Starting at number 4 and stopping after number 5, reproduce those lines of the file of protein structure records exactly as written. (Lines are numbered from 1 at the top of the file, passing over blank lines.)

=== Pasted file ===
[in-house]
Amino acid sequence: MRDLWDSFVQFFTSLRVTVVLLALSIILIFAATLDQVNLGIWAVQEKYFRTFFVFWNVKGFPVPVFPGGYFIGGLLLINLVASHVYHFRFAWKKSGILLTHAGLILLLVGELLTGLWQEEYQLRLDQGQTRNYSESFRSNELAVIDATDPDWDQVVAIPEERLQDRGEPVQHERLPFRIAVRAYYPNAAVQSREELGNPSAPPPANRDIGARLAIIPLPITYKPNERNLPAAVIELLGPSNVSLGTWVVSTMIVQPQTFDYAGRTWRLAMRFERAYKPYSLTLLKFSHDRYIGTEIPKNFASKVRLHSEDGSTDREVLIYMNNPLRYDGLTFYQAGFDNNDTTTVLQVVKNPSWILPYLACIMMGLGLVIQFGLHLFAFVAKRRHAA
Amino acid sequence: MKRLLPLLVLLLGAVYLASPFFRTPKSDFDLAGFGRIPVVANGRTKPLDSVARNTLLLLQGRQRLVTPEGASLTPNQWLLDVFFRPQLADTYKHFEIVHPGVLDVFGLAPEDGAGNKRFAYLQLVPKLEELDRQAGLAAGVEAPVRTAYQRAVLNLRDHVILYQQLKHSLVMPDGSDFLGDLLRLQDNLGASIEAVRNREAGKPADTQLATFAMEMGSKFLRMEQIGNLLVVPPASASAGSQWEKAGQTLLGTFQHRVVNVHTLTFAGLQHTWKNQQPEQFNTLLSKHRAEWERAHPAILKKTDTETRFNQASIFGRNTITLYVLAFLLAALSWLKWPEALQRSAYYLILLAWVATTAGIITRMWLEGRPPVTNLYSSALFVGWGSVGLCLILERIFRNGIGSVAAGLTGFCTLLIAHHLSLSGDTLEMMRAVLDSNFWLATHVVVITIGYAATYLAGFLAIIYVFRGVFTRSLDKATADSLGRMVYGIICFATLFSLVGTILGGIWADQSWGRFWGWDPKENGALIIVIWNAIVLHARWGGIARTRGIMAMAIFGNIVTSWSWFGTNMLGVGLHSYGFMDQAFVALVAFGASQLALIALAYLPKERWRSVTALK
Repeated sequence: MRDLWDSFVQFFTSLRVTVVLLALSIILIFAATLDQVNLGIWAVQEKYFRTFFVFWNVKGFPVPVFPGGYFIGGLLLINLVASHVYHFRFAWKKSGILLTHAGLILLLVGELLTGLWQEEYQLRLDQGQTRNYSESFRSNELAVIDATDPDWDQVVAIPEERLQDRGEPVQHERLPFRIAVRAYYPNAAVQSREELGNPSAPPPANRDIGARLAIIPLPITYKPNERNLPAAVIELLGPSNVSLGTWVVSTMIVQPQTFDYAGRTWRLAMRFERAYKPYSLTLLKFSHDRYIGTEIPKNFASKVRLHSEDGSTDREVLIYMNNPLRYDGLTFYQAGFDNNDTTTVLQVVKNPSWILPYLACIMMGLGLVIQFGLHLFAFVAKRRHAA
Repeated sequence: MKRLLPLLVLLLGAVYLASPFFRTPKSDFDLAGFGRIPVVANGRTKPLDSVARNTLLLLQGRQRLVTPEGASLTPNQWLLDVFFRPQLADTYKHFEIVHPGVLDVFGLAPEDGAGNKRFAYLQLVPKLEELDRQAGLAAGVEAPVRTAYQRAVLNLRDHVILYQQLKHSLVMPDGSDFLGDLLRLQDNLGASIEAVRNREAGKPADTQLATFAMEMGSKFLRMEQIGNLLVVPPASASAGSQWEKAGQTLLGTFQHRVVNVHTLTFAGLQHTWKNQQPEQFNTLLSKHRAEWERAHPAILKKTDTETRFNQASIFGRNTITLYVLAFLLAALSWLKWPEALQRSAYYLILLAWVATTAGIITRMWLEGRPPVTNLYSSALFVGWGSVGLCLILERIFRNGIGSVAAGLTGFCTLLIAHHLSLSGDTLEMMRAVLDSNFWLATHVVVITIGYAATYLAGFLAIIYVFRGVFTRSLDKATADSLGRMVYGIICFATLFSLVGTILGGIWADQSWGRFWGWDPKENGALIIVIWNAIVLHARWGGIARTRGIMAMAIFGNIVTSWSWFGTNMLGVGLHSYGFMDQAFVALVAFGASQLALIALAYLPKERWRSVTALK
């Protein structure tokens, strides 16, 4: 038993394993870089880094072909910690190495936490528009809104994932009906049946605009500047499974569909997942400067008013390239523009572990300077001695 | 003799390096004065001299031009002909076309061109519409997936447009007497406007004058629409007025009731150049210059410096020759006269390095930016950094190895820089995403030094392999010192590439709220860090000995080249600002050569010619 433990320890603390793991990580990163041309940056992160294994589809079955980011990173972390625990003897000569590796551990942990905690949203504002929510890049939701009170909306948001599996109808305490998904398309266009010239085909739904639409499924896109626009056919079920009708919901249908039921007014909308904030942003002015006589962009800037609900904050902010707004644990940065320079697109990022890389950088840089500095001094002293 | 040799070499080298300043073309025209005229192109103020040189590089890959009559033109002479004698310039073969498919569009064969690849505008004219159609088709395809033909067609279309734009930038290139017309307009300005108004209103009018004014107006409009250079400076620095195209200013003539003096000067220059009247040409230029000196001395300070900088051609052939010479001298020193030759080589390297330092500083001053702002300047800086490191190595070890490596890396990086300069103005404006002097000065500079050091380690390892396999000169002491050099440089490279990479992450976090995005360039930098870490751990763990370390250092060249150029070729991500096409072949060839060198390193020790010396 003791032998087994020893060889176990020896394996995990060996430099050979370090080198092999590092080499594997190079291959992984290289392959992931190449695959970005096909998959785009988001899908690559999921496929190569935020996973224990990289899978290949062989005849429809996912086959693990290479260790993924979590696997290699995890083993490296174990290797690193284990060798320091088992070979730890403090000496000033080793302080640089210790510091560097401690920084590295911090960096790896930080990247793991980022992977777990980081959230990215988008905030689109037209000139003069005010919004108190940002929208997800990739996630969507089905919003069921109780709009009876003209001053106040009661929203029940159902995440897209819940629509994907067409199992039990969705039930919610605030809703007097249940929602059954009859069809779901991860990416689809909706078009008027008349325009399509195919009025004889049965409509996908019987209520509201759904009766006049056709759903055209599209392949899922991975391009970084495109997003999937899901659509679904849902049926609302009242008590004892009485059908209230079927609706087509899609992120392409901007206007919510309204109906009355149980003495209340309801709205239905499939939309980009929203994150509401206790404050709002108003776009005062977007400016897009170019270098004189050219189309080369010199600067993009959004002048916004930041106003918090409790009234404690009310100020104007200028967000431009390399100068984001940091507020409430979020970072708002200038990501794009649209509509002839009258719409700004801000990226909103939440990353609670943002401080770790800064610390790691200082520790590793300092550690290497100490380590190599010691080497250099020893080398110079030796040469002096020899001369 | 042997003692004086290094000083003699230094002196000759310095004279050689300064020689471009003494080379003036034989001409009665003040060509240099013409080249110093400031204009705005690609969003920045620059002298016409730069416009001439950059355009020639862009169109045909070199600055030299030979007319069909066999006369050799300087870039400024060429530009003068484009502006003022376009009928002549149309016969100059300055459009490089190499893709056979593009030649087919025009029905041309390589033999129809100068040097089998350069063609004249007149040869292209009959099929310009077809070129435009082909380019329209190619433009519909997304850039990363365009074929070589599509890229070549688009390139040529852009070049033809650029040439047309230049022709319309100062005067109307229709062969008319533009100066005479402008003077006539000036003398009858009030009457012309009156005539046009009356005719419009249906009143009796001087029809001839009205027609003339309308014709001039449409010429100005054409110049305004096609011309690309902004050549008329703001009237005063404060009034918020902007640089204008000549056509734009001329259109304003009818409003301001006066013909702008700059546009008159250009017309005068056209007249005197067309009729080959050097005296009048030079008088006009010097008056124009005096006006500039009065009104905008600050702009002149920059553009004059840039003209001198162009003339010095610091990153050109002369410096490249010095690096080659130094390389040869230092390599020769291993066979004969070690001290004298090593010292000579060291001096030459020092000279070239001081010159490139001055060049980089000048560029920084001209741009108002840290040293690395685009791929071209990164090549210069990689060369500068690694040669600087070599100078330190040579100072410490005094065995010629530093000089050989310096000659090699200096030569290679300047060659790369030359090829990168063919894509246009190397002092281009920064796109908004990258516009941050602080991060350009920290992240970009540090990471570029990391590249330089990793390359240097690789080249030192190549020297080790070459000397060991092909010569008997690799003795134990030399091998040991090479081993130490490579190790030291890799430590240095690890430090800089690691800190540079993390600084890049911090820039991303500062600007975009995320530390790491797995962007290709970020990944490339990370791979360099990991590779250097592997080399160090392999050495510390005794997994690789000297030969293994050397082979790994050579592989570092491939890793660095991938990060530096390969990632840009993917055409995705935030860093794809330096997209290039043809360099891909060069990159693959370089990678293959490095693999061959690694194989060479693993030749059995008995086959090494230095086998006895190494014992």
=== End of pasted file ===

Repeated sequence: MRDLWDSFVQFFTSLRVTVVLLALSIILIFAATLDQVNLGIWAVQEKYFRTFFVFWNVKGFPVPVFPGGYFIGGLLLINLVASHVYHFRFAWKKSGILLTHAGLILLLVGELLTGLWQEEYQLRLDQGQTRNYSESFRSNELAVIDATDPDWDQVVAIPEERLQDRGEPVQHERLPFRIAVRAYYPNAAVQSREELGNPSAPPPANRDIGARLAIIPLPITYKPNERNLPAAVIELLGPSNVSLGTWVVSTMIVQPQTFDYAGRTWRLAMRFERAYKPYSLTLLKFSHDRYIGTEIPKNFASKVRLHSEDGSTDREVLIYMNNPLRYDGLTFYQAGFDNNDTTTVLQVVKNPSWILPYLACIMMGLGLVIQFGLHLFAFVAKRRHAA
Repeated sequence: MKRLLPLLVLLLGAVYLASPFFRTPKSDFDLAGFGRIPVVANGRTKPLDSVARNTLLLLQGRQRLVTPEGASLTPNQWLLDVFFRPQLADTYKHFEIVHPGVLDVFGLAPEDGAGNKRFAYLQLVPKLEELDRQAGLAAGVEAPVRTAYQRAVLNLRDHVILYQQLKHSLVMPDGSDFLGDLLRLQDNLGASIEAVRNREAGKPADTQLATFAMEMGSKFLRMEQIGNLLVVPPASASAGSQWEKAGQTLLGTFQHRVVNVHTLTFAGLQHTWKNQQPEQFNTLLSKHRAEWERAHPAILKKTDTETRFNQASIFGRNTITLYVLAFLLAALSWLKWPEALQRSAYYLILLAWVATTAGIITRMWLEGRPPVTNLYSSALFVGWGSVGLCLILERIFRNGIGSVAAGLTGFCTLLIAHHLSLSGDTLEMMRAVLDSNFWLATHVVVITIGYAATYLAGFLAIIYVFRGVFTRSLDKATADSLGRMVYGIICFATLFSLVGTILGGIWADQSWGRFWGWDPKENGALIIVIWNAIVLHARWGGIARTRGIMAMAIFGNIVTSWSWFGTNMLGVGLHSYGFMDQAFVALVAFGASQLALIALAYLPKERWRSVTALK